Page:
Based on the English comedy Our Wife by John Maddison Morton, it premiered on May 1, 1884 at The National Theater, Washington D.C. It was one of the first American operettas and was billed as "America's First Comic Opera", although it was based on an English comedy set in France. It also marked the comic opera debut of DeWolf Hopper, who sang the role of Pomaret.
|Role||Voice Part||Premiere cast, May 1, 1884|
|Marquis de Lavarre, Colonel of the King's Musketeers||tenor|
|Count de Courville, Lieutenant of the Musketeers||high baritone|
|Pomaret, a mercer||comic baritone or tenor||DeWolf Hopper|
|Dumont, Sergeant of the Musketeers & orderly to the Marquis||baritone|
|Antoine, Corporate of the Musketeers||tenor|
|Désirée, Pomaret's daughter||soprano|
|Marie, Pomaret's niece||mezzo-soprano|
|Laurie, a schoolmistress||contralto|
|Gertrude, a schoolgirl & companion of Desiree||mezzo-soprano|
|Rose, another schoolgirl & companion of Desiree||mezzo-soprano|
In Amiens, France, during the time of Cardinal Richelieu, Musketeers have gathered in Pomaret’s mercer shop, seeking his beautiful daughter, Désirée. Her cousin, Marie, waits on them and is all but ignored. Their delightful recreation is interrupted by a trumpet call, which summons them to their military duties.
The Count de Courville arrives, dismisses Marie, and then asks Désirée for her hand in marriage. The Count’s father, however, disapproves of his son’s marriage to a commoner and threatens by letter to imprison Pomaret if he permits the marriage to take place. The Count’s superior officer and friend, the heroic Marquis de Lavarre, decides to offer a solution. The Marquis proposes marriage to Désirée on the condition that the wedding takes place within the hour. At the prospect of becoming the father of a Marchioness, Pomaret promptly gives his consent.
Unbeknown to the Count, however, the Marquis has recently been convicted of killing a rival in a duel and has been sentenced to death. Cardinal Richelieu has condescended to permit the Marquis to die in battle against thirty-thousand Spaniards instead of facing ignominious death on the gallows. The Marquis secretly plans that as soon as the wedding vows are completed he will leave for his final battle, having first ennobled Désirée and then making the new Marchioness a widow, freeing her to marry the Count – thus fulfilling his promise to solve his friend’s dilemma.
However, the jealous Count is infuriated upon learning of the marriage plan and challenges the Marquis to a duel. In his outrange, the Count does not allow the Marquis the chance to explain. The Marquis has him arrested for his own good. The Marquis and Désirée are married; but at the wedding reception the Marquis seems uninterested, and Désirée, very much slighted, is furious. She sends her father to the Cardinal to request an annulment of her marriage. Meanwhile, the Count escapes and returns to confront the Marquis. The Marquis reveals the full details of his plan to the Count, and to convince him his intentions are honorable, the Marquis sends his Sergeant with an immediate challenge to the Spanish General.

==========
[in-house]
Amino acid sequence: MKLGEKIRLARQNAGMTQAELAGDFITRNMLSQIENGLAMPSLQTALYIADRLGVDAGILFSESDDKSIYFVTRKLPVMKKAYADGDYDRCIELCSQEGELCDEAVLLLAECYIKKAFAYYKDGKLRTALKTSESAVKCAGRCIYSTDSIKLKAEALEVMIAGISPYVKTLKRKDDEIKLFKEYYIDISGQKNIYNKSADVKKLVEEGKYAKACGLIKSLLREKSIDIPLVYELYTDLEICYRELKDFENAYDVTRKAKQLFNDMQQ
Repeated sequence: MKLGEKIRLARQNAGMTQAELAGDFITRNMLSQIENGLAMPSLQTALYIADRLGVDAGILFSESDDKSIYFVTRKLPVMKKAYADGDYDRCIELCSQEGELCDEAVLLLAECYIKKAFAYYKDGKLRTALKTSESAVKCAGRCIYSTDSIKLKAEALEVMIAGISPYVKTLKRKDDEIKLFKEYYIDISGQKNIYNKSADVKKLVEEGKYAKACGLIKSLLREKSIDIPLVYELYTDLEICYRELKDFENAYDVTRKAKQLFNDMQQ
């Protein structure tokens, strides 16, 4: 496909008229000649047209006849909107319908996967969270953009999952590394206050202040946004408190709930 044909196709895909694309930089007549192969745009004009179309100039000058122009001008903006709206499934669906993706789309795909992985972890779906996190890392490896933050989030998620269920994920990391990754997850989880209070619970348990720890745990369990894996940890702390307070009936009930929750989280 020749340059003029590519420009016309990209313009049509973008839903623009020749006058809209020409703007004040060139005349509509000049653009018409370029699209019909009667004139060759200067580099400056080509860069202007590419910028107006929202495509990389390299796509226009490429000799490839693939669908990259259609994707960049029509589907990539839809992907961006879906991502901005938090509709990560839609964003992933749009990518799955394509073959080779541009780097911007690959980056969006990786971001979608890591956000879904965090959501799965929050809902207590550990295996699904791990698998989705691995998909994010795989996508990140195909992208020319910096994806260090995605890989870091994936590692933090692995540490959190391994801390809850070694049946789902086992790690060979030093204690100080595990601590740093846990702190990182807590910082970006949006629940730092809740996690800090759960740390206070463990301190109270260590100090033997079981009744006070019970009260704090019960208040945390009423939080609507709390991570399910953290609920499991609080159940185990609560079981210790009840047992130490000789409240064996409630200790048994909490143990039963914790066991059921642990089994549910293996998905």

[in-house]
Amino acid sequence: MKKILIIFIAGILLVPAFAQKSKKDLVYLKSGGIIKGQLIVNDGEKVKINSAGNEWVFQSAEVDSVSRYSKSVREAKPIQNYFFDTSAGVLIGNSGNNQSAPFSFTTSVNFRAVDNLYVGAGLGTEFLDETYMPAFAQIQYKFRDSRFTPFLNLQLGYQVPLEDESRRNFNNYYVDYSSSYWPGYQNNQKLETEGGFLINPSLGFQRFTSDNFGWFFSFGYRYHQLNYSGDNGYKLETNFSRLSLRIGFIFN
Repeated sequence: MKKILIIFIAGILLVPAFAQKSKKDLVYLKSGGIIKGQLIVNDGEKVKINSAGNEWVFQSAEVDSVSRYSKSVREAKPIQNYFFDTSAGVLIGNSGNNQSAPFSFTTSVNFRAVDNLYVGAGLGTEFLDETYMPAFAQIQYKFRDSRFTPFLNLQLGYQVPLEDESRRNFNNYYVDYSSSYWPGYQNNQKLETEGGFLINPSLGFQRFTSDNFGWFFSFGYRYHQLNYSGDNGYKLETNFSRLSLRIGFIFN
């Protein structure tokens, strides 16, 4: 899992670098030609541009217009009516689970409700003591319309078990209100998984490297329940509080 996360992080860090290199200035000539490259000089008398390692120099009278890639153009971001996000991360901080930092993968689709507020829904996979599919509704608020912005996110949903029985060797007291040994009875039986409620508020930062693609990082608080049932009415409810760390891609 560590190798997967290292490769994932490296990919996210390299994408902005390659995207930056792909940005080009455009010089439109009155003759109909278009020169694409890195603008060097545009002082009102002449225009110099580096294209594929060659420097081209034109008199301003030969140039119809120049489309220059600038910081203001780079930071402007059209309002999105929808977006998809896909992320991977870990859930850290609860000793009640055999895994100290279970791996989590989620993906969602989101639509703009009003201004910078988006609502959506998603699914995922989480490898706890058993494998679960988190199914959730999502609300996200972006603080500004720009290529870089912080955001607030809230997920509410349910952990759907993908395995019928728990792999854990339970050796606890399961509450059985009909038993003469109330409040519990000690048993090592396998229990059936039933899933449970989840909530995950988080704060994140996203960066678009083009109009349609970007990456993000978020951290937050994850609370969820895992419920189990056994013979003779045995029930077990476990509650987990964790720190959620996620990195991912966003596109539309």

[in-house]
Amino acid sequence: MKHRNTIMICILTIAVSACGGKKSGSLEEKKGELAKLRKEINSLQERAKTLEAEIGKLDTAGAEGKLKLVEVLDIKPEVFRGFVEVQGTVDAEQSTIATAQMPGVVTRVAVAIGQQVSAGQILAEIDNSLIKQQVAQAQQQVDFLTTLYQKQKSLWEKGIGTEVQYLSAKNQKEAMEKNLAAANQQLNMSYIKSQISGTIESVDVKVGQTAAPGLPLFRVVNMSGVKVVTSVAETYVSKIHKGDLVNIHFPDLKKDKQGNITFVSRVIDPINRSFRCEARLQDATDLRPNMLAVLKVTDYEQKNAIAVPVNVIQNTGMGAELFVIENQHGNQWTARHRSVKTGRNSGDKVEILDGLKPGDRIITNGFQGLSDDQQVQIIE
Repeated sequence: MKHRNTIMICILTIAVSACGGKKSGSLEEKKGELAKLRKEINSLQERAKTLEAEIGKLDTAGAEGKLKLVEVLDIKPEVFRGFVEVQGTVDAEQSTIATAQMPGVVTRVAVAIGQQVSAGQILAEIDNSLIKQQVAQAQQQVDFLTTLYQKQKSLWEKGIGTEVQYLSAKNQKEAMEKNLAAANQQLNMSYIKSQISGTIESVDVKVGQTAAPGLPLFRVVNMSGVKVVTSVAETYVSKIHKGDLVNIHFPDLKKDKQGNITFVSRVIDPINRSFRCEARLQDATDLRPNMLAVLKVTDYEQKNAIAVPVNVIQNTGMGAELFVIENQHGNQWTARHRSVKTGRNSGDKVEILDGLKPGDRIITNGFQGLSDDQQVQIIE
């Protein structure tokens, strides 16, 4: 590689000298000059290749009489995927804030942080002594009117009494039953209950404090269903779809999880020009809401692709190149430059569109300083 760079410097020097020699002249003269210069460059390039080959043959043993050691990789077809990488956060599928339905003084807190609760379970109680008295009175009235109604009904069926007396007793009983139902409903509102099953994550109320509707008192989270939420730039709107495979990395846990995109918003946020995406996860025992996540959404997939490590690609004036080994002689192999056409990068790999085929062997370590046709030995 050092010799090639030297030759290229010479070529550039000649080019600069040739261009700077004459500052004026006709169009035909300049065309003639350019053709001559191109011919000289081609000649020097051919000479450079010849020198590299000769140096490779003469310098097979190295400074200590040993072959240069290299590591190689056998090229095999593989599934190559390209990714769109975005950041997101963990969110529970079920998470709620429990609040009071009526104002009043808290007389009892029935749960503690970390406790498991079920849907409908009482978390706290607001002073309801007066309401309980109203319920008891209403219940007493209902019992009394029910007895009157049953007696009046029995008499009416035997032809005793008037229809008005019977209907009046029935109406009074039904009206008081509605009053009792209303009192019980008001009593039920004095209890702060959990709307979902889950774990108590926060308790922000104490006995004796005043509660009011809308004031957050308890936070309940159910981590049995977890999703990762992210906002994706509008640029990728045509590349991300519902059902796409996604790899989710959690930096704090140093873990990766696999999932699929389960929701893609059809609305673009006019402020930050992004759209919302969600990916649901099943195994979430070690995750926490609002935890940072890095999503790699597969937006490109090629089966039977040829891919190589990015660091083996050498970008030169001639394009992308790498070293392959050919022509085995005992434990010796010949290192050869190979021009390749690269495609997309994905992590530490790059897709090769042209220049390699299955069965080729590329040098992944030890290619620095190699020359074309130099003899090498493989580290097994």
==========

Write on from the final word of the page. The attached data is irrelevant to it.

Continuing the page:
Surprising news arrives from the Cardinal; the rival whom the Marquis had killed was found to be a traitor, and the Marquis is thereupon not only pardoned but a hero. Alas, the Marquis has already obliged himself to conduct a one-man battle against the thirty-thousand Spaniards. With only his trusted sword in hand, the honorable Marquis departs, but not before he declares his love to Desiree. The Marquis is not killed in the battle, and the tale of his unexpected victory is rousingly told by the Musketeers and Drummer-boys.
The victorious Marquis returns and is reunited with Désirée, but Pomaret arrives with the Cardinal's approval of Désirée's request for an annulment. The Count neatly resolves this final glitch by tearing up the annulment paper and announcing that he is marrying Marie – now eligible to be his wife since she is now the cousin of a Marquis. Pomaret also finds his match, the matron schoolmistress, Laurie, who it is rumored, has saved ten-thousand francs. All ends happily.
The opera features many tuneful songs reminiscent of Gilbert and Sullivan as well as Sousa's trademark marches. The true tour de force is the second act aria sung by Count de Courville, "The Sword, The Musket, and the Lance".